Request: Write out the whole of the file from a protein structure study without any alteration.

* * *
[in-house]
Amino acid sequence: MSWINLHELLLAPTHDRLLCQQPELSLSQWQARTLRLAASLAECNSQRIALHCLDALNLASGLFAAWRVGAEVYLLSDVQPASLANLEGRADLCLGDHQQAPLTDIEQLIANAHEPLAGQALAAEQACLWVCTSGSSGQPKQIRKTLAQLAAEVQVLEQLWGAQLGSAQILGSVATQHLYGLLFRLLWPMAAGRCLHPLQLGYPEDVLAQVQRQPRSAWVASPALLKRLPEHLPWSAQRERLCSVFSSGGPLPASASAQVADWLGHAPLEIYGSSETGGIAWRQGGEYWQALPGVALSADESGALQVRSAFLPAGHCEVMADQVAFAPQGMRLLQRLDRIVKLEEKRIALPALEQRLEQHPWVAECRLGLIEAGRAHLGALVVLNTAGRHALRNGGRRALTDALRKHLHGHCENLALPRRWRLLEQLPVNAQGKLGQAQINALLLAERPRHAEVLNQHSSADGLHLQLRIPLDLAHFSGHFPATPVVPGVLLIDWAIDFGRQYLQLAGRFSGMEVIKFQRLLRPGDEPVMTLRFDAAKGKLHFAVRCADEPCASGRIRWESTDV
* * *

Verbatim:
[in-house]
Amino acid sequence: MSWINLHELLLAPTHDRLLCQQPELSLSQWQARTLRLAASLAECNSQRIALHCLDALNLASGLFAAWRVGAEVYLLSDVQPASLANLEGRADLCLGDHQQAPLTDIEQLIANAHEPLAGQALAAEQACLWVCTSGSSGQPKQIRKTLAQLAAEVQVLEQLWGAQLGSAQILGSVATQHLYGLLFRLLWPMAAGRCLHPLQLGYPEDVLAQVQRQPRSAWVASPALLKRLPEHLPWSAQRERLCSVFSSGGPLPASASAQVADWLGHAPLEIYGSSETGGIAWRQGGEYWQALPGVALSADESGALQVRSAFLPAGHCEVMADQVAFAPQGMRLLQRLDRIVKLEEKRIALPALEQRLEQHPWVAECRLGLIEAGRAHLGALVVLNTAGRHALRNGGRRALTDALRKHLHGHCENLALPRRWRLLEQLPVNAQGKLGQAQINALLLAERPRHAEVLNQHSSADGLHLQLRIPLDLAHFSGHFPATPVVPGVLLIDWAIDFGRQYLQLAGRFSGMEVIKFQRLLRPGDEPVMTLRFDAAKGKLHFAVRCADEPCASGRIRWESTDV